Photos by Nabil Shash and John Halper
The perception of poetry in modern society is that this literary form fell off sometime after the 19th century. But the truth is, poetry is just as prominent now as it was back then. It may not bare the same rhyme scheme or rhythmic structure of Wordsworth, and poets themselves don’t resemble the age, race or class of their popular predecessors; but Rupi Kaur, a 25-year-old Punjabi-Canadian woman, has been able to do what no one else has done before her—become a poetry phenomenon.
Despite not having won any awards or been appointed any titles, Kaur is the best-selling poet of our generation, and maybe ever. Her first book, “Milk and Honey,” has sold over 2.5 million copies worldwide since its 2014 release and spent 78 weeks on The New York Times Trade Paperback Best-Seller list. For comparison, it beat out Homer’s “The Odyssey” which was once considered the highest grossing book of all time. Her social media following alone is akin to that of the Hollywood elite, nearing two million in total, which is utterly unheard of for any literary figure past or present. So what is it about Kaur and her work that speaks to the masses? Some would say it’s her ability to connect.
After posting her prose, short-form poetry and artwork on Tumblr in 2012, Kaur knew she had an audience. It wasn’t big, but there was a group of South Asian women who took to her. She wasn’t writing about romance, life or love—Kaur was writing about troubling issues that few before her have dared to explore: violence, sexual abuse and trauma. What didn’t happen directly to her, she witnessed personally afflict members of her own family.
In “Milk and Honey,” Kaur gave a voice to the Indian women who aren’t allowed to have one. But something else happened too—something much more unexpected. Kaur tapped into the human experience and the world was standing by, watching and waiting.
At any stop on her tour, expect a line. Not a line outside of a corner bookstore or coffee shop but an arena. And don’t think that it will be quiet or subdued, listen for the roars of her followers. Some will likely have her lyrics tattooed upon their bodies, others will recite Kaur’s own words back to her in tandem. It is the equivalent of seeing your favorite artist in concert but one that touches on every facet of your being. In one sitting, Kaur will make you laugh, smile, and oftentimes, bring you to tears.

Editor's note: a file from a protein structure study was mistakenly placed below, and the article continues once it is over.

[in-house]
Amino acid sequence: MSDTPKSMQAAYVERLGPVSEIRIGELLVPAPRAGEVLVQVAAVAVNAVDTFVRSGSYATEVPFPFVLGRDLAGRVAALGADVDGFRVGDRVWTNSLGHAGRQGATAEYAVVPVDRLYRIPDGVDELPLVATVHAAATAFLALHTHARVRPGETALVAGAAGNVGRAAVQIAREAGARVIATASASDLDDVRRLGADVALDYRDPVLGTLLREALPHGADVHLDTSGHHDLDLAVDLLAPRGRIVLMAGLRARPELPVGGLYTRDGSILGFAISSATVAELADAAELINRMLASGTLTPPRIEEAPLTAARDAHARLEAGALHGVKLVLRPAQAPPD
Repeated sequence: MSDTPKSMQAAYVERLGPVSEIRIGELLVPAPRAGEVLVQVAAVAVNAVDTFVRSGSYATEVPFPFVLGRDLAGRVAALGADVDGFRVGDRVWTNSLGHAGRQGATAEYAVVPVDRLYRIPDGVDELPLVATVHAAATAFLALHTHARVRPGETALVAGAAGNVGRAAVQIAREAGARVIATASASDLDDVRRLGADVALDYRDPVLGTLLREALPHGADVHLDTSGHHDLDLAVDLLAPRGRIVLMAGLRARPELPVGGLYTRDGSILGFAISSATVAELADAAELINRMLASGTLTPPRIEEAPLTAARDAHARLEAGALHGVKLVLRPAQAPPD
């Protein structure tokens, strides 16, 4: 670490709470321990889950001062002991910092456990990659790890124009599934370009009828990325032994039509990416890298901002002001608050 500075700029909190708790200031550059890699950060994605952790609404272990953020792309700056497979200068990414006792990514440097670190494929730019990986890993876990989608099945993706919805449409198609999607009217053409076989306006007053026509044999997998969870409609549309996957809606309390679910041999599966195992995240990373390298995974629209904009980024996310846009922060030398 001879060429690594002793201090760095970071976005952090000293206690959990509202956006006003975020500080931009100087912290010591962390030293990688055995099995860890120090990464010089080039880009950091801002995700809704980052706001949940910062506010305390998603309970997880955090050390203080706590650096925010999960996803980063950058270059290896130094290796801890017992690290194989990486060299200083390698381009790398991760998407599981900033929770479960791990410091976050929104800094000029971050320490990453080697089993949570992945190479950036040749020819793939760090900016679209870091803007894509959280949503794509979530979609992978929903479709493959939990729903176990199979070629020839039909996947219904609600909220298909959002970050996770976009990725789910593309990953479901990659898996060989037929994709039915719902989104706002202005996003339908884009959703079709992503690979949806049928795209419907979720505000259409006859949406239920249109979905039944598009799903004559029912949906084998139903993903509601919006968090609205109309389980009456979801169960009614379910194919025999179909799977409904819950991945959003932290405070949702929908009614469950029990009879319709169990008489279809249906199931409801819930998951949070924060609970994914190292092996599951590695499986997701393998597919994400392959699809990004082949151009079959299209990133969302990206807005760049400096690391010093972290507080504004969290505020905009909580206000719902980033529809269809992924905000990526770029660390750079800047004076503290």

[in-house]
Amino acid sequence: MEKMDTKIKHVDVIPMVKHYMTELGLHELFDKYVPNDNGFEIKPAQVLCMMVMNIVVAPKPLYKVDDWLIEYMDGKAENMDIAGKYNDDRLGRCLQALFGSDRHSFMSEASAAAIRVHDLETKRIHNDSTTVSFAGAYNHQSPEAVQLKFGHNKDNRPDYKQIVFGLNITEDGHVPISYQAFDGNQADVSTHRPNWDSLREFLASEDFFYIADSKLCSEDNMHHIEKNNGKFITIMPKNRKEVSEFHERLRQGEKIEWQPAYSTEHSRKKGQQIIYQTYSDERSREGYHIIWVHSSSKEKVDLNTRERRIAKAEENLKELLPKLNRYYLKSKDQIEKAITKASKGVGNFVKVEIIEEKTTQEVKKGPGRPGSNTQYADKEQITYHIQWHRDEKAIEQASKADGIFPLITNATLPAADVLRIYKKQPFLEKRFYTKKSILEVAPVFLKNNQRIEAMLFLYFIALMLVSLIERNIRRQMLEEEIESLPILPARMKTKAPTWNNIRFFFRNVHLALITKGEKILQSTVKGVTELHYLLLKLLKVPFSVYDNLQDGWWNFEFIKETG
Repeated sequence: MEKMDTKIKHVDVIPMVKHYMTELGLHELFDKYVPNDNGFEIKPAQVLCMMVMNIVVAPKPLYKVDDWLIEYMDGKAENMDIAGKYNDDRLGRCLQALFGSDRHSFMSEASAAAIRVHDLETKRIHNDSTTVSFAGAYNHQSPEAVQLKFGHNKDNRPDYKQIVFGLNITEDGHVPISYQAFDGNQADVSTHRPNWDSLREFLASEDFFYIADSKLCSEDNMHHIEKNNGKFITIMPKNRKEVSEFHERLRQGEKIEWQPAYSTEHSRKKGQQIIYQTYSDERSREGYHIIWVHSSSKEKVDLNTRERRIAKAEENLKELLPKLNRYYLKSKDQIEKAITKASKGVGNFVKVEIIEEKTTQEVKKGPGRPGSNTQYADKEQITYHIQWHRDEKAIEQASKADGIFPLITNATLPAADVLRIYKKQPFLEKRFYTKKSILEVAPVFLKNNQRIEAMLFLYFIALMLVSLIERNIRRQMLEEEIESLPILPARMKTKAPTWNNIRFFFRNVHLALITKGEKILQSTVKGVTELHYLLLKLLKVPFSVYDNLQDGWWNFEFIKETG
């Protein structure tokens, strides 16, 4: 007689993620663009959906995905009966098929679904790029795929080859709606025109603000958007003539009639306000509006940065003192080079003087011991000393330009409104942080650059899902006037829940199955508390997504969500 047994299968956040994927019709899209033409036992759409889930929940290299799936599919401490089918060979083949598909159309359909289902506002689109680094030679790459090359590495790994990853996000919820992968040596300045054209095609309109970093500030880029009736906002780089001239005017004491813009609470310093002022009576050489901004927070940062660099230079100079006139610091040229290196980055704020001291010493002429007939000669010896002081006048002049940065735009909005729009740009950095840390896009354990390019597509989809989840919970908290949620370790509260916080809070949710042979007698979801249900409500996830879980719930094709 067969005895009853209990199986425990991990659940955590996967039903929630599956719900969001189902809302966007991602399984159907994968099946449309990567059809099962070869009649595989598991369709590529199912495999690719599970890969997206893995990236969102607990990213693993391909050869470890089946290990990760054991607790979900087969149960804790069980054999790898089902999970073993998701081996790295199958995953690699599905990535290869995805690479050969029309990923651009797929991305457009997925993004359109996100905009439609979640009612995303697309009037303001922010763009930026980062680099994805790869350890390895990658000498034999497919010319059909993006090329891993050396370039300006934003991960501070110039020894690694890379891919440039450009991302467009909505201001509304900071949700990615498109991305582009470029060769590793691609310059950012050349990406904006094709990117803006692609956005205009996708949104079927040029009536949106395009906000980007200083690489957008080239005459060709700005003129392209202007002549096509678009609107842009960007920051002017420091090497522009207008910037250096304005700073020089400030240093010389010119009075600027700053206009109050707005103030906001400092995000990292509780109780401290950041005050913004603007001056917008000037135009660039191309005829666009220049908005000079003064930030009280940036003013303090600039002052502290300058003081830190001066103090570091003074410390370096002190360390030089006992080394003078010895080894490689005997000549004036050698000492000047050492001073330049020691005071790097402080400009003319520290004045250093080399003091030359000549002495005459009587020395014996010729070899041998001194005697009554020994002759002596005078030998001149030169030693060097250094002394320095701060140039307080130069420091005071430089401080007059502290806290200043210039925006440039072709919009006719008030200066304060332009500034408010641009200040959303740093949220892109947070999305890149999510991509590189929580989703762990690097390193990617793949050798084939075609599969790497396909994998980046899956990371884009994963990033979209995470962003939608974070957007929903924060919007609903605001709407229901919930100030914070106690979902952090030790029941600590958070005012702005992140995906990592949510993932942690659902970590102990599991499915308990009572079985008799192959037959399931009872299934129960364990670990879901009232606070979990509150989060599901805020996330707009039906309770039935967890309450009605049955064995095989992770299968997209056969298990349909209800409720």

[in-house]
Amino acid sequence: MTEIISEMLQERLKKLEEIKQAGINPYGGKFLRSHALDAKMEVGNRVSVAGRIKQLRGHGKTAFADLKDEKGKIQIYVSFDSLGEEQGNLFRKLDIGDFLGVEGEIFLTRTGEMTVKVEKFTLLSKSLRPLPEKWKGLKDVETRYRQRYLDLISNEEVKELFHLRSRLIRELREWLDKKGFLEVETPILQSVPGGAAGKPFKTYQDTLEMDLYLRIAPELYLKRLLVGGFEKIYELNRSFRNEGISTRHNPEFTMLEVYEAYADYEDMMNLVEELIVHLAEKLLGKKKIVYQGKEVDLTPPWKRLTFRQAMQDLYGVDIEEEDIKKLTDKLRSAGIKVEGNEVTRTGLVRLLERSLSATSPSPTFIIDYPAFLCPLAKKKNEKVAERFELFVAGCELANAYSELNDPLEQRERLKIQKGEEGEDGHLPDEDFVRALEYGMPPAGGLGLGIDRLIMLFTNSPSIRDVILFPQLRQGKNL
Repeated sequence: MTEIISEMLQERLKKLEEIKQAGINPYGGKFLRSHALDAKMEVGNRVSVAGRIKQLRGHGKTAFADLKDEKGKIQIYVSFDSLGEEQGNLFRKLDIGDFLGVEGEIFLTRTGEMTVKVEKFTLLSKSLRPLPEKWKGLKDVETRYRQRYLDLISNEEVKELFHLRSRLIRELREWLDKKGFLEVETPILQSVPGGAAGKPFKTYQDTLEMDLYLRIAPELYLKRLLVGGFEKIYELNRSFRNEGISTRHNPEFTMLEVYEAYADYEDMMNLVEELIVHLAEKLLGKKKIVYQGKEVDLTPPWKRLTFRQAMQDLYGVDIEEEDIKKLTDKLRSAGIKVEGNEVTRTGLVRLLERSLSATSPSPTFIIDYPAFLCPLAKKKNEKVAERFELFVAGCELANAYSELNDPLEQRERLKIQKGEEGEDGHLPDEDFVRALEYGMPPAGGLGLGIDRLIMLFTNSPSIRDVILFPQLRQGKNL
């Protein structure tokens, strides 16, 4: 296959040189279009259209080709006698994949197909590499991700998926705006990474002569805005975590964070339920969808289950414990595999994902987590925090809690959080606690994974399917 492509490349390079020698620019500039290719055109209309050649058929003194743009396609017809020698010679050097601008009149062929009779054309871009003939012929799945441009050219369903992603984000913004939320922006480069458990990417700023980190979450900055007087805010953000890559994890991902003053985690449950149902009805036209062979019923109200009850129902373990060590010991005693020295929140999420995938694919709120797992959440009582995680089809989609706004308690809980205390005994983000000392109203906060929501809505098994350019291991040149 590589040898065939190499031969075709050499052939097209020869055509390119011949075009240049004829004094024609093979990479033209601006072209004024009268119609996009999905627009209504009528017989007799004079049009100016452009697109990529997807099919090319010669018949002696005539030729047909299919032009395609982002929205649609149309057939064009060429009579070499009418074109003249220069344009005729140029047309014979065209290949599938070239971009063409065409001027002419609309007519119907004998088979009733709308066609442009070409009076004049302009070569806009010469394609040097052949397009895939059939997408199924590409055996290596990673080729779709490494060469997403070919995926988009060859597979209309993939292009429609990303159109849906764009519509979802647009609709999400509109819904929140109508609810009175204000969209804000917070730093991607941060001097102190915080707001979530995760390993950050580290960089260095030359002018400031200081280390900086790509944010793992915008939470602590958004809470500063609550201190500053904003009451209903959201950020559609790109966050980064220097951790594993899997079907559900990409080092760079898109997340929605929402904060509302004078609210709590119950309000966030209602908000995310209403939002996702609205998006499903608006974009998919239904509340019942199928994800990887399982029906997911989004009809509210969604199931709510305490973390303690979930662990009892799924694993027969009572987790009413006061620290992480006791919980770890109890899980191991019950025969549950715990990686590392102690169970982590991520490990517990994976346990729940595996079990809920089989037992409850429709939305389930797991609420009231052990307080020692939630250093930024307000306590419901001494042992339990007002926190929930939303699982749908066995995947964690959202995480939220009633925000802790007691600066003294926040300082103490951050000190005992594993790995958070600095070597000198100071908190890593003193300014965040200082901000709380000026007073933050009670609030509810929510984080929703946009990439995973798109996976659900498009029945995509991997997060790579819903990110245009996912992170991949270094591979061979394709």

Her poetry in itself doesn’t ask for a lot, which is why it’s so well-received and also highly criticized. Her minimalist style and simplistic language doesn’t challenge you in the ways that you’ve been taught traditional poetry should. Kaur is straightforward in her delivery, precise with her words and relatable in her sentiments. And after a three year hiatus, she has finally made her long-awaited return with “The Sun and Her Flowers”—a project Kaur told Interview Magazine’s Rebecca Szkutak she started working on the same day her first book came out.
“Between 2014 and now, there was a long period I wasn’t writing, because when ‘Milk and Honey’ really hit off I was touring so much and I kind of lost that relationship with my art, and because I wasn’t present enough to practice it everyday. But I’ve been writing since then, a heavy chunk of this year and last year has been focused on putting it all together, and it was months of waking up everyday and writing until I go to sleep.”
At a glance, “The Sun and Her Flowers” is everything you’d expect from Kaur. Admirers will over pine over the intricacies of her line drawings. The poems themselves are still lowercase, punctuation-less and small enough to fit the shape of your screen. But this time, instead of “the hurting”, “the loving”, “the breaking” and “the healing” — Kaur focuses on the “wilting”, “falling”, “rooting”, “rising”, and “blooming”.
What’s different is that Kaur isn’t asking you to look inside yourself, she’s asking you instead to look out into the world. “The Sun and Her Flowers” considers things like life, loss and loneliness with a maturity and wisdom that “Milk and Honey” could not. It reflects the ways in which Kaur herself has grown as a writer, artist, poet and woman. She explained to Szkutak, “I never thought that I would write about family and now there’s an entire chapter in this book about family, and I never had the tools to do that before. I never thought I’d write poems about death, or these broad-like spectrum poems but I was able to get to a place where they kind of, sort of just came naturally.” Kaur also touches upon themes like immigration, feminism, Sikh genocide and what it means to grow up with English as your second language.
On its own, “The Sun and Her Flowers” lives up to the hype. It may not have reached coffee-table status like its sister just yet, but Kaur’s second coming promises nothing less than a journey through raw, untapped emotion. Since her rise to fame as “Instapoet”, Kaur has only further ignited a new generation of young creatives who, like her, challenge criticism, push boundaries and define their own versions of freedom.